queryEmail = FnsEmail


    But seriously, what's up with all those naming issues - VS calls them out since 2005 IIRC.

    Addendum 2024-03-26 13:45: BTW don't use String.Equals(queryEmail, FnsEmail); in .net you always use the optimized operators before the 40 times slower virtual Equals call that also wastes additional performance with value types because it has to box/unbox them.

  • Oracles (unregistered)

    A classic case of paid-by-the-pound code.

  • (nodebb)

    Of course, since emails that differ only in casing are functionally equivalent, the comparison probably ought to be case insensitive. Probably. Depends on how thoroughly the requirements were written (Hah!) and exactly why we're comparing these two fields.

    Culture gets a look in, since without knowing where these strings come from we can't guarantee there aren't culture issues too.

    So Return String.Equals(queryEmail, FnsEmail, StringComparison.InvariantCultureIgnoreCase) is more correct. If we are certain that e.g. QueryEmail is always non-null that can be more concisely restated as Return queryEmail.Equals( FnsEmail, StringComparison.InvariantCultureIgnoreCase)

    I'll take some exception to MaxiTB's suggestion to always use the == and != or VB.Net <> (hope my guess at formatting works; that's lessthan followed by greaterthan characters) operators.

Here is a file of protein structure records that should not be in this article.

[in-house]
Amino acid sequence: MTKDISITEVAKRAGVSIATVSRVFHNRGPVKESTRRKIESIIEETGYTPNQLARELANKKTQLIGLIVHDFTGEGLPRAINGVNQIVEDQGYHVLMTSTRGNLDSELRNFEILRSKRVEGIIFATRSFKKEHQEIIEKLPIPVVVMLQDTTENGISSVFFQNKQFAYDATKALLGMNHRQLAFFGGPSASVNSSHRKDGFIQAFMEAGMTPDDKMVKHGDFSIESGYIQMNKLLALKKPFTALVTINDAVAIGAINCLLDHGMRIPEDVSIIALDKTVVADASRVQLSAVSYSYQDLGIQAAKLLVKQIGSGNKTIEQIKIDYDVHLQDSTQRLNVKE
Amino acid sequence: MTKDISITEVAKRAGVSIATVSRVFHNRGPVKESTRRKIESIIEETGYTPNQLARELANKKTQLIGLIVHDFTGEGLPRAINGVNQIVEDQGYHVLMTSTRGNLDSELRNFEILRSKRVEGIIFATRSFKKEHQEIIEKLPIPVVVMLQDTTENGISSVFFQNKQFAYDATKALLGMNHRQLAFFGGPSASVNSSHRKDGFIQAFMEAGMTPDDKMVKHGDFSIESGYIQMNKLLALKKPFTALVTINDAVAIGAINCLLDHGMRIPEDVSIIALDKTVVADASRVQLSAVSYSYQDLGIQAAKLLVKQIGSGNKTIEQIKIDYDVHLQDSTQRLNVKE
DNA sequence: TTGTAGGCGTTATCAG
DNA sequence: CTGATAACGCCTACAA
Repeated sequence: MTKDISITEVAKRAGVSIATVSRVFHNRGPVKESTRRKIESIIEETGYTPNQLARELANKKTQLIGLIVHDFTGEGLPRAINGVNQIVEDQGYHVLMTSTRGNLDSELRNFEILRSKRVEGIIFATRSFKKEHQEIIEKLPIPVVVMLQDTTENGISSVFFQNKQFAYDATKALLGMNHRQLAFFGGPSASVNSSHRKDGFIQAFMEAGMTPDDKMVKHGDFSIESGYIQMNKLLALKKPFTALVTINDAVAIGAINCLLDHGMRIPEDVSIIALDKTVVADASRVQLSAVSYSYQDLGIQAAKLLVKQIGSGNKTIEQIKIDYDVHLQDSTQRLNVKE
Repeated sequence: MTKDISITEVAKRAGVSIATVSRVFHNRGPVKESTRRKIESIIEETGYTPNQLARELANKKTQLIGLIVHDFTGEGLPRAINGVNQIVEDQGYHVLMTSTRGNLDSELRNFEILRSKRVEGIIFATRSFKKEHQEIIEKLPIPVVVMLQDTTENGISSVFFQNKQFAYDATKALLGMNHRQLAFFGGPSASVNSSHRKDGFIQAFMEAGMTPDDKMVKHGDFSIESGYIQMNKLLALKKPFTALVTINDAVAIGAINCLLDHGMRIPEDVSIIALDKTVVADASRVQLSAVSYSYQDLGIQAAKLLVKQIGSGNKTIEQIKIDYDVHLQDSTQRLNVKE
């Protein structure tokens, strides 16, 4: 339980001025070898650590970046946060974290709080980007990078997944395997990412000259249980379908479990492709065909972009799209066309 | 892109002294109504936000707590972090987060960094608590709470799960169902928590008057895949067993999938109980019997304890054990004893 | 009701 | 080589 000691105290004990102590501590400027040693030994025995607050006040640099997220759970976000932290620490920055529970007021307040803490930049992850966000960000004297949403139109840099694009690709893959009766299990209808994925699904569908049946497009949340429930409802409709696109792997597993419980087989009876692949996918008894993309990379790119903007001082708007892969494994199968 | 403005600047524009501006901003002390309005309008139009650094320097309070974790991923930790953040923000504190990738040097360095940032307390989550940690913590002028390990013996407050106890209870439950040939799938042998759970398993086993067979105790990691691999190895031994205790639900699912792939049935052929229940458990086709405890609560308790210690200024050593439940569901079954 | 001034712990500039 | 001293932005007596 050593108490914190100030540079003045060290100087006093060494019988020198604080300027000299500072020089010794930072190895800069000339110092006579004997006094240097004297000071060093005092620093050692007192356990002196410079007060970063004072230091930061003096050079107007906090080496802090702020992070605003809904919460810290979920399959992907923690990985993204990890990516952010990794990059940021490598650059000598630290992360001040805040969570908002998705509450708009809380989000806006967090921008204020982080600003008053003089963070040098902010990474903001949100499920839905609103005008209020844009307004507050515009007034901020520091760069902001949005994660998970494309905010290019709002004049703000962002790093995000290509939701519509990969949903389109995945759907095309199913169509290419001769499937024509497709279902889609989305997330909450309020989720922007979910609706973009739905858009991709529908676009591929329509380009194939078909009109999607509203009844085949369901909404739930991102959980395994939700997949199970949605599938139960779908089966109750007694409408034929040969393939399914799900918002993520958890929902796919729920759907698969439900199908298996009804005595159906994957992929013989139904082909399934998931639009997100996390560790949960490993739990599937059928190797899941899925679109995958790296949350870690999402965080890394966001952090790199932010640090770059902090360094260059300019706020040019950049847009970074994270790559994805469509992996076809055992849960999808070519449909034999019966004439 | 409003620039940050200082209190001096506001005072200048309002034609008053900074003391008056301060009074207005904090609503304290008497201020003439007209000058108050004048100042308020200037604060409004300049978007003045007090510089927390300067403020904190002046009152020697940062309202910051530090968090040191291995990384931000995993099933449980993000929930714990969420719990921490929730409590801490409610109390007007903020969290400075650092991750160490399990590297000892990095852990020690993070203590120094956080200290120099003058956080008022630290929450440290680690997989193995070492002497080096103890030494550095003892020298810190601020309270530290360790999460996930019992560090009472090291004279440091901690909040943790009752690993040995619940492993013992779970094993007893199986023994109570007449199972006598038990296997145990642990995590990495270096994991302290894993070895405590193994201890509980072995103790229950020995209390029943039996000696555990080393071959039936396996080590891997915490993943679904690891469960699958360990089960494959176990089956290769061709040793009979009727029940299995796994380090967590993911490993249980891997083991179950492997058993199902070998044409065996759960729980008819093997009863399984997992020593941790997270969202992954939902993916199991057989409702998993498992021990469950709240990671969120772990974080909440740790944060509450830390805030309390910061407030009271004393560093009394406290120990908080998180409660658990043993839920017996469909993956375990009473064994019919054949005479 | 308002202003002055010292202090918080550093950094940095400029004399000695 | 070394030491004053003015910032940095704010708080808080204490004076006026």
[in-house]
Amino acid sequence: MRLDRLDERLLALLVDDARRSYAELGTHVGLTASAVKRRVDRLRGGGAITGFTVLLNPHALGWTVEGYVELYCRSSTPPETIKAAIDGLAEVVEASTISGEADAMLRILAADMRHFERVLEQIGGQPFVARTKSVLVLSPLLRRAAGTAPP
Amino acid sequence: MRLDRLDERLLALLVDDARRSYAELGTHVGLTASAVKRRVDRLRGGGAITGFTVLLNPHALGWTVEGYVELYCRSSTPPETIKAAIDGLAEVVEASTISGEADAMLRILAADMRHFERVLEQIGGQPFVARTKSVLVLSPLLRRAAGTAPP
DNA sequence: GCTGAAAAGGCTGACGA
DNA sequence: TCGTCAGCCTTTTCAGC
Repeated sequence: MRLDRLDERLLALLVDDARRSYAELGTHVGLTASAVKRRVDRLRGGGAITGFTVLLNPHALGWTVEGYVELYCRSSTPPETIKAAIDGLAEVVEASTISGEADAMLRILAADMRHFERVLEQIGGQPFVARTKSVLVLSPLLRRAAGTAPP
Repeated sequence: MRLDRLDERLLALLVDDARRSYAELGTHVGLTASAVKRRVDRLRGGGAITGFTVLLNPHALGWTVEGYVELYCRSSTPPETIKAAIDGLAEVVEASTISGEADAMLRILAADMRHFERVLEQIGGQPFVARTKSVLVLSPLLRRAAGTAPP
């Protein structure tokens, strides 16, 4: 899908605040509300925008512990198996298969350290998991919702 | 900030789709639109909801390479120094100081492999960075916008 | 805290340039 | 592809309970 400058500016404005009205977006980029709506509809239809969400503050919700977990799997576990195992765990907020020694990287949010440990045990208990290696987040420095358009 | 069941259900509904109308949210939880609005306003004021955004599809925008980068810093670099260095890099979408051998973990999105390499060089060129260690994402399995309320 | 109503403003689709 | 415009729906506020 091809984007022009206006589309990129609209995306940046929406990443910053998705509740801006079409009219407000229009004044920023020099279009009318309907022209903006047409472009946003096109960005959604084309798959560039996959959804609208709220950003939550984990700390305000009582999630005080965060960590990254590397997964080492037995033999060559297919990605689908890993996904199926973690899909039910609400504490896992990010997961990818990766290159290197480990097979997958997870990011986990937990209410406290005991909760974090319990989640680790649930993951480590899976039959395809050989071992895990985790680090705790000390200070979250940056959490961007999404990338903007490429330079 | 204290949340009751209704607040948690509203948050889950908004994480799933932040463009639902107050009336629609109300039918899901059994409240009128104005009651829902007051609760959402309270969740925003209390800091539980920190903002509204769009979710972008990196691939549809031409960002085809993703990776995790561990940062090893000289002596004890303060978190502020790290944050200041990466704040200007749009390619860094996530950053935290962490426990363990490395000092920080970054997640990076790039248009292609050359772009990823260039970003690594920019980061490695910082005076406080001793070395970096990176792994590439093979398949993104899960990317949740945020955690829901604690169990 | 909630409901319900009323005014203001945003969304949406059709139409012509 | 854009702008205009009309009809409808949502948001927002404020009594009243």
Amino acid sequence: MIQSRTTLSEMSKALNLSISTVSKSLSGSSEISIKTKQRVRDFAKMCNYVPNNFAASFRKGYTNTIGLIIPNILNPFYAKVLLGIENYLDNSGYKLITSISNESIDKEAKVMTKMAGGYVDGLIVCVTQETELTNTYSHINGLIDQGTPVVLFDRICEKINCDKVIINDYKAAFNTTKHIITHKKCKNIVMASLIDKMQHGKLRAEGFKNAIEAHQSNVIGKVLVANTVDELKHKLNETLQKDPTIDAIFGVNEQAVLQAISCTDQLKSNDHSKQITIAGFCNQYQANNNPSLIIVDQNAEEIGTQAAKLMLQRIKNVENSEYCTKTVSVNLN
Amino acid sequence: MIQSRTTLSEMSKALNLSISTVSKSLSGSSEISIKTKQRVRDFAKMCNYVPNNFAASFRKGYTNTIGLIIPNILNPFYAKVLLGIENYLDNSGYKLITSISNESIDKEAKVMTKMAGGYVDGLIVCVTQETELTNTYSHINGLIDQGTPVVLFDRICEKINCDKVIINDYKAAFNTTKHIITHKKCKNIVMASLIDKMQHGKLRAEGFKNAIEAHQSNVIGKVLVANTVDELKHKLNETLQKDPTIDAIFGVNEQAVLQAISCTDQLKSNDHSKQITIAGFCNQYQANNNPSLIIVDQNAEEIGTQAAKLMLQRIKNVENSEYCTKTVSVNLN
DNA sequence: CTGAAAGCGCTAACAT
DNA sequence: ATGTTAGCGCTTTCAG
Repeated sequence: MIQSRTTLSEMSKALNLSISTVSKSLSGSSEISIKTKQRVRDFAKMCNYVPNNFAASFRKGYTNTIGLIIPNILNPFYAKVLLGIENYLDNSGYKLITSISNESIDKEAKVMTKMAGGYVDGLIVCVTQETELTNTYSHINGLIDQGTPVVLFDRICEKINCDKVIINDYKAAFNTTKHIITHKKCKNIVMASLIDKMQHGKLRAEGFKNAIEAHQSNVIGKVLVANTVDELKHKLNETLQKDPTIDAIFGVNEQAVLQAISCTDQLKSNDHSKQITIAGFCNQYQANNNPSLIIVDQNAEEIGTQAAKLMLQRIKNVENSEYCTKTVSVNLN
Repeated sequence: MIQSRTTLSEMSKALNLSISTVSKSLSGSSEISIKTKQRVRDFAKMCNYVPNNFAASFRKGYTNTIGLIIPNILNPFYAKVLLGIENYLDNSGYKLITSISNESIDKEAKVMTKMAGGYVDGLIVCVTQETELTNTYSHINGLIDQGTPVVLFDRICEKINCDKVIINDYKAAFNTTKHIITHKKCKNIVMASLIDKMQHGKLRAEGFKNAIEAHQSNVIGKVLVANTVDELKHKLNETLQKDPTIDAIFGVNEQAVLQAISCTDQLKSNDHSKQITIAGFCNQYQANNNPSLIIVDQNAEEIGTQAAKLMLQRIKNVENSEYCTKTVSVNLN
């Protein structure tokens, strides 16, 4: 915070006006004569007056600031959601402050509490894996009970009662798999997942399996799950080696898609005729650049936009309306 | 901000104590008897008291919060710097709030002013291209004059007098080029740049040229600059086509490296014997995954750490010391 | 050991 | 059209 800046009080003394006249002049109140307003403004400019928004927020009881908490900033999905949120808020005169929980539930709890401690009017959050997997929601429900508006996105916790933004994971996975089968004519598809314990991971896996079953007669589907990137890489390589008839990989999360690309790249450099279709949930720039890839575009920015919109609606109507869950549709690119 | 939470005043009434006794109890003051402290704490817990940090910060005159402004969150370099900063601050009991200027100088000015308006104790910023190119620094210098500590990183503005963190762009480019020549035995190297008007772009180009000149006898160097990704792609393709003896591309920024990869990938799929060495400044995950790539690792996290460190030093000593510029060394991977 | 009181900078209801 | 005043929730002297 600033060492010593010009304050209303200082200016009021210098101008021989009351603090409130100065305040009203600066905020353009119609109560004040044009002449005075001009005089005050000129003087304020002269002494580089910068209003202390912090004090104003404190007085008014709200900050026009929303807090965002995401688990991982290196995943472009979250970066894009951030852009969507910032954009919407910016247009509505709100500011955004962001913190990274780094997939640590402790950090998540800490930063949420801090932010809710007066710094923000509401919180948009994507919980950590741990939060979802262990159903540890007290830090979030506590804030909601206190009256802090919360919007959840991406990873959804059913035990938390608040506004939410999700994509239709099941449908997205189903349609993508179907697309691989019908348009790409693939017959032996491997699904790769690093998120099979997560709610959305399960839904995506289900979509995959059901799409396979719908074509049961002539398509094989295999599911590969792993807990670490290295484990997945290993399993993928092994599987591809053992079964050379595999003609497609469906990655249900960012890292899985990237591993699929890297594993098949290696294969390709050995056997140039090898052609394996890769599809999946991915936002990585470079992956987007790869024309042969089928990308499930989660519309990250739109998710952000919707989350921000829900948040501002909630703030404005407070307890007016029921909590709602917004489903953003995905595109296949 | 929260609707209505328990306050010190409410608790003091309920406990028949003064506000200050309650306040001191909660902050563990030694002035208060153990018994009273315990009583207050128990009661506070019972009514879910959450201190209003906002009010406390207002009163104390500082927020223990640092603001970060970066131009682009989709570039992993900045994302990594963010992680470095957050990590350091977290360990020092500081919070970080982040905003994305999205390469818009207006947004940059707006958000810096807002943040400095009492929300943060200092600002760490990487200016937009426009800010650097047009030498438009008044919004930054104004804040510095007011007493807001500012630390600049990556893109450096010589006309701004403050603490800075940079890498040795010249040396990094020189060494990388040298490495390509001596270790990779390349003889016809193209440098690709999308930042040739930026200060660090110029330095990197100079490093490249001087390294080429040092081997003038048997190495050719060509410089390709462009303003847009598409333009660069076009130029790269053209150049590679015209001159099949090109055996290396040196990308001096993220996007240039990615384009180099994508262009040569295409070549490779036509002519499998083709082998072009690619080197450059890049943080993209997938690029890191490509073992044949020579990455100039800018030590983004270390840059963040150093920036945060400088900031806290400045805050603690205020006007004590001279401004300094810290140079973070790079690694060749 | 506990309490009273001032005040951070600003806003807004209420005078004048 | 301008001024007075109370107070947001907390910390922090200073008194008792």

See https://learn.microsoft.com/en-us/dotnet/api/system.string.op_equality?view=net-8.0 which states in pertinent part:

    Remarks The Equality method defines the operation of the equality operator for the String class. It enables code such as that shown in the Example section. The operator, in turn, calls the static Equals(String, String) method, which performs an ordinal (case-sensitive and culture-insensitive) comparison.


    The Visual Basic compiler does not resolve the equality operator as a call to the Equality method. Instead, the equality operator wraps a call to the Operators.CompareString method.

    So it seems there's not as much deeply optimized mumbo jumbo behind the operators as one might hope. There might be an advantage in the way the compiler susses out the argument types and thereby avoids calling overloads that trigger unnecessary type conversion / coercion. But if so, that's not documented behavior and therefore non-contractual.